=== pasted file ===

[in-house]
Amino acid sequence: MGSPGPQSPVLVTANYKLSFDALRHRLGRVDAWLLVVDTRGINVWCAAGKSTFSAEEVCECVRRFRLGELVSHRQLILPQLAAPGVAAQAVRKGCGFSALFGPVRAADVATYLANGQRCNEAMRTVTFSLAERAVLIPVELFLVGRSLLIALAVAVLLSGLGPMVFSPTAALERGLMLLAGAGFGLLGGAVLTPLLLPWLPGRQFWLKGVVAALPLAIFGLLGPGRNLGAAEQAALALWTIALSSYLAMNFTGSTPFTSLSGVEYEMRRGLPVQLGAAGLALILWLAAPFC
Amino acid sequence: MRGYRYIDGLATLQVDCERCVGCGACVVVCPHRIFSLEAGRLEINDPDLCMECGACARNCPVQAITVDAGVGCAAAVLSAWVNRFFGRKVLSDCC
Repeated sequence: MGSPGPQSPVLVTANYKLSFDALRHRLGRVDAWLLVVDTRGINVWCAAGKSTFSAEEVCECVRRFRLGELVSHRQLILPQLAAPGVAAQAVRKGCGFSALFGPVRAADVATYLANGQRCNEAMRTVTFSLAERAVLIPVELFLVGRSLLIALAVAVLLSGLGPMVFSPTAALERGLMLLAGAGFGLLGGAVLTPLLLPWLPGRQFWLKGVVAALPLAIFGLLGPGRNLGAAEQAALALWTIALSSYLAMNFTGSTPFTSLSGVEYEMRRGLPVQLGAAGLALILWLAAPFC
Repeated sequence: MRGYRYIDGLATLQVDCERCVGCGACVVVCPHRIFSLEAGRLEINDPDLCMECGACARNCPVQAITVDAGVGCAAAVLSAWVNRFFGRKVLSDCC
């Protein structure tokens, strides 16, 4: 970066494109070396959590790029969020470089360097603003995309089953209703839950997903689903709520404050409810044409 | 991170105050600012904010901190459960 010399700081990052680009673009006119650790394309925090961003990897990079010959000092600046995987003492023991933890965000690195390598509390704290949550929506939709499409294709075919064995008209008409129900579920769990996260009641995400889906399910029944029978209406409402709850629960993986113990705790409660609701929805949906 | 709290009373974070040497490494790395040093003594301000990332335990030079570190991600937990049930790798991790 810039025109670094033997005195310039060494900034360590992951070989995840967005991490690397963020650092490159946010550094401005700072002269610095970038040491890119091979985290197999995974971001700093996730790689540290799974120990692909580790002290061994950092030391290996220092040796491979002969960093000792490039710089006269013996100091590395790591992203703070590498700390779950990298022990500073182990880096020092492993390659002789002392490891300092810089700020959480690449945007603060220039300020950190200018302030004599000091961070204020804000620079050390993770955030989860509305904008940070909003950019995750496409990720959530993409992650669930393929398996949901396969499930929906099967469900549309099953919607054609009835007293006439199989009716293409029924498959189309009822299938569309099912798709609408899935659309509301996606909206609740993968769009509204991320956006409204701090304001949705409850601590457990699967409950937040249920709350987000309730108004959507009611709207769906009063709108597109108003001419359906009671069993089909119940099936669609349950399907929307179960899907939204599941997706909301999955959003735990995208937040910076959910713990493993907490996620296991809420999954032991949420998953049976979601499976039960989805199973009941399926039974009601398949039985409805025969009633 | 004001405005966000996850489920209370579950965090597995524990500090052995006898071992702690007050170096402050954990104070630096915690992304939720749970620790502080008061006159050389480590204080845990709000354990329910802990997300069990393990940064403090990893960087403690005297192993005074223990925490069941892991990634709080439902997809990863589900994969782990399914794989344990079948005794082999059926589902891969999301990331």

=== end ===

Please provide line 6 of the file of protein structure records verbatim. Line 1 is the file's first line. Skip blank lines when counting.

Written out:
């Protein structure tokens, strides 16, 4: 970066494109070396959590790029969020470089360097603003995309089953209703839950997903689903709520404050409810044409 | 991170105050600012904010901190459960 010399700081990052680009673009006119650790394309925090961003990897990079010959000092600046995987003492023991933890965000690195390598509390704290949550929506939709499409294709075919064995008209008409129900579920769990996260009641995400889906399910029944029978209406409402709850629960993986113990705790409660609701929805949906 | 709290009373974070040497490494790395040093003594301000990332335990030079570190991600937990049930790798991790 810039025109670094033997005195310039060494900034360590992951070989995840967005991490690397963020650092490159946010550094401005700072002269610095970038040491890119091979985290197999995974971001700093996730790689540290799974120990692909580790002290061994950092030391290996220092040796491979002969960093000792490039710089006269013996100091590395790591992203703070590498700390779950990298022990500073182990880096020092492993390659002789002392490891300092810089700020959480690449945007603060220039300020950190200018302030004599000091961070204020804000620079050390993770955030989860509305904008940070909003950019995750496409990720959530993409992650669930393929398996949901396969499930929906099967469900549309099953919607054609009835007293006439199989009716293409029924498959189309009822299938569309099912798709609408899935659309509301996606909206609740993968769009509204991320956006409204701090304001949705409850601590457990699967409950937040249920709350987000309730108004959507009611709207769906009063709108597109108003001419359906009671069993089909119940099936669609349950399907929307179960899907939204599941997706909301999955959003735990995208937040910076959910713990493993907490996620296991809420999954032991949420998953049976979601499976039960989805199973009941399926039974009601398949039985409805025969009633 | 004001405005966000996850489920209370579950965090597995524990500090052995006898071992702690007050170096402050954990104070630096915690992304939720749970620790502080008061006159050389480590204080845990709000354990329910802990997300069990393990940064403090990893960087403690005297192993005074223990925490069941892991990634709080439902997809990863589900994969782990399914794989344990079948005794082999059926589902891969999301990331």